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The aim of the JUSTEIS project over the first three cycles (1999‐2002) was to examine the uptake and use of electronic information services in higher education in the UK…
The aim of the JUSTEIS project over the first three cycles (1999‐2002) was to examine the uptake and use of electronic information services in higher education in the UK, so that planning of services could be informed by trends in usage and evidence of specific needs. The objectives were to: examine which services were used by students and academic staff; how senior library staff planned services to purchase content and support its use; and examine how library and information services promoted services through their Web pages. Results over the three years explained the growing popularity of electronic journal services, the acceptance of the search engine model for information retrieval and the important role academic staff play in the promotion of electronic information services for student learning. Conclusions and recommendations concern the need for library and information staff to make their approach to integration of information skills into the curriculum appropriate for the discipline, the type of institution, and its strategy for implementation of any virtual or managed learning environment software.
This paper reports findings from the first annual cycle of a three‐year research project on the provision and use of electronic information systems (EIS) within higher…
This paper reports findings from the first annual cycle of a three‐year research project on the provision and use of electronic information systems (EIS) within higher education in the UK. The project, JISC User Surveys: Trends in Electronic Information Services (JUSTEIS), was funded by the Joint Information Systems Committee (JISC) and undertaken at the University of Wales, Aberystwyth (UWA). Students, academics and library staff in 25 universities were surveyed using critical incident and critical success factors methodologies to ascertain the range and nature of EIS use. Provision of these systems by higher education institutions was also investigated via an analysis of their library websites. The findings reported in this paper focus on student use and the purposes for which EIS are employed, and reveal the limited array of EIS used and the ad hoc nature of search strategies adopted across undergraduate and postgraduate bodies within a range of disciplines. There appears to be little or no variation in the pattern of EIS use by the various student groups studied – the effect of the Internet on information seeking by students is hugely significant and the more formal resources, such as JISC‐negotiated resources are little used. There is little evidence of coherent search strategies used by students. Recommendations for both the JISC and higher education are offered.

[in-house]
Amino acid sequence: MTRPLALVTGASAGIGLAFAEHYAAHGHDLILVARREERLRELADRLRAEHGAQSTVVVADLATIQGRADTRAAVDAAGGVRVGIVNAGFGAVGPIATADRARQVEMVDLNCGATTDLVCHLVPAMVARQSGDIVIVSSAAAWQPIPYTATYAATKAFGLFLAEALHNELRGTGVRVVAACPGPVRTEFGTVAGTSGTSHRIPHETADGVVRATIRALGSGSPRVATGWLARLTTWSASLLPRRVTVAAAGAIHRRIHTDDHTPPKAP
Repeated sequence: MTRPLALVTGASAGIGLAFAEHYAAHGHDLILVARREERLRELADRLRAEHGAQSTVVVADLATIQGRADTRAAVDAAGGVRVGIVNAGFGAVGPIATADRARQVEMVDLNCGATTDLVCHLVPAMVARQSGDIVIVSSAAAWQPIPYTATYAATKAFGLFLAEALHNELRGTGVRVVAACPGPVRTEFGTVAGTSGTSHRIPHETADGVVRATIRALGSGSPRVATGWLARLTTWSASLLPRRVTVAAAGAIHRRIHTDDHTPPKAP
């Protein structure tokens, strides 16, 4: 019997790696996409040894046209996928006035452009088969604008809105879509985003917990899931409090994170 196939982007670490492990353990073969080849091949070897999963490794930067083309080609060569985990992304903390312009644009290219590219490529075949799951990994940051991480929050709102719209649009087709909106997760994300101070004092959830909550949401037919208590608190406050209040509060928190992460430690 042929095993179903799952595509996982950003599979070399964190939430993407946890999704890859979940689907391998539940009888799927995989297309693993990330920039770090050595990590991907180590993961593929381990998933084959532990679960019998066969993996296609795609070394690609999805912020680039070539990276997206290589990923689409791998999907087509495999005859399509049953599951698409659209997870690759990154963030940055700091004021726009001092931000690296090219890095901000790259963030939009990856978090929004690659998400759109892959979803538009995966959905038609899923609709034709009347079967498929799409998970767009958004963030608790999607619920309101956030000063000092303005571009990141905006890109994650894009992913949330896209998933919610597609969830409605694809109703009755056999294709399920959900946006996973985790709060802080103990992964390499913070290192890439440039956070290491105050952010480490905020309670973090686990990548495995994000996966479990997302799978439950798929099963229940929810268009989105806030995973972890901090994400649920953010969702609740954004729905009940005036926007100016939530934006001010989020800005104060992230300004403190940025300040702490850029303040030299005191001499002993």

Describes key aspects of the methodology and outcomes of the JISC User Behaviour Monitoring and Evaluation Framework in its first three annual cycles (1999‐2002). The…